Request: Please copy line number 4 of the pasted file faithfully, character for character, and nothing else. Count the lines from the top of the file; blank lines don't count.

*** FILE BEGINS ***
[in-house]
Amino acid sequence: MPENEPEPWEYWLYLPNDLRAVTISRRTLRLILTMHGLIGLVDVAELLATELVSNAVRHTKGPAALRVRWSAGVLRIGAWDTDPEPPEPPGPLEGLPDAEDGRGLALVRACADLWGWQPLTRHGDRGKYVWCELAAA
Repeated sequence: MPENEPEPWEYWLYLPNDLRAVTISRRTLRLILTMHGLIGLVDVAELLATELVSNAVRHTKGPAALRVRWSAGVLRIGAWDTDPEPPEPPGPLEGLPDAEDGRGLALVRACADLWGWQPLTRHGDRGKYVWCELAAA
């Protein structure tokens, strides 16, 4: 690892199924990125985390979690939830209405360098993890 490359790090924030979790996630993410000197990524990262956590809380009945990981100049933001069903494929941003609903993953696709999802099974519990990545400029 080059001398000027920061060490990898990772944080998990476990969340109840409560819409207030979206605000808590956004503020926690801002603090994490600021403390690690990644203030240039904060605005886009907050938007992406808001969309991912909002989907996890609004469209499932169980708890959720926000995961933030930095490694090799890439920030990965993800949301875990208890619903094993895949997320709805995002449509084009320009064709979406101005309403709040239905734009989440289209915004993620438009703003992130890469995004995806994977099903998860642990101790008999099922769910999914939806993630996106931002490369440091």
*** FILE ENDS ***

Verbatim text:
């Protein structure tokens, strides 16, 4: 690892199924990125985390979690939830209405360098993890 490359790090924030979790996630993410000197990524990262956590809380009945990981100049933001069903494929941003609903993953696709999802099974519990990545400029 080059001398000027920061060490990898990772944080998990476990969340109840409560819409207030979206605000808590956004503020926690801002603090994490600021403390690690990644203030240039904060605005886009907050938007992406808001969309991912909002989907996890609004469209499932169980708890959720926000995961933030930095490694090799890439920030990965993800949301875990208890619903094993895949997320709805995002449509084009320009064709979406101005309403709040239905734009989440289209915004993620438009703003992130890469995004995806994977099903998860642990101790008999099922769910999914939806993630996106931002490369440091």